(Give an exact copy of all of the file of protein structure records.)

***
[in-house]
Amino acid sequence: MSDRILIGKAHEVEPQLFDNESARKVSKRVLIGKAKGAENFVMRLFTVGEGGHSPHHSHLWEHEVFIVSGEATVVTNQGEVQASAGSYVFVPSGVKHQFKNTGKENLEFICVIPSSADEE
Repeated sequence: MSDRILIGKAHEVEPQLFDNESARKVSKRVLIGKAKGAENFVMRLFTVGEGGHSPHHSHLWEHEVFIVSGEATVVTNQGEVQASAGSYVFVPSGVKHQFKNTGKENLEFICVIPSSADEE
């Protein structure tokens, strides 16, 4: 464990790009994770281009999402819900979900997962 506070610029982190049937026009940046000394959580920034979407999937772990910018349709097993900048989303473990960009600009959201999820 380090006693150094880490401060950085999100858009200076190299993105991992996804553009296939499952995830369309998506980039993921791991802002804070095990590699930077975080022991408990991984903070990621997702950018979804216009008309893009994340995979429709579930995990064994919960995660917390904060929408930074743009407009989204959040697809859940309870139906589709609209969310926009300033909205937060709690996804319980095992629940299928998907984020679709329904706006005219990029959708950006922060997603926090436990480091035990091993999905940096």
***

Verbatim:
[in-house]
Amino acid sequence: MSDRILIGKAHEVEPQLFDNESARKVSKRVLIGKAKGAENFVMRLFTVGEGGHSPHHSHLWEHEVFIVSGEATVVTNQGEVQASAGSYVFVPSGVKHQFKNTGKENLEFICVIPSSADEE
Repeated sequence: MSDRILIGKAHEVEPQLFDNESARKVSKRVLIGKAKGAENFVMRLFTVGEGGHSPHHSHLWEHEVFIVSGEATVVTNQGEVQASAGSYVFVPSGVKHQFKNTGKENLEFICVIPSSADEE
């Protein structure tokens, strides 16, 4: 464990790009994770281009999402819900979900997962 506070610029982190049937026009940046000394959580920034979407999937772990910018349709097993900048989303473990960009600009959201999820 380090006693150094880490401060950085999100858009200076190299993105991992996804553009296939499952995830369309998506980039993921791991802002804070095990590699930077975080022991408990991984903070990621997702950018979804216009008309893009994340995979429709579930995990064994919960995660917390904060929408930074743009407009989204959040697809859940309870139906589709609209969310926009300033909205937060709690996804319980095992629940299928998907984020679709329904706006005219990029959708950006922060997603926090436990480091035990091993999905940096």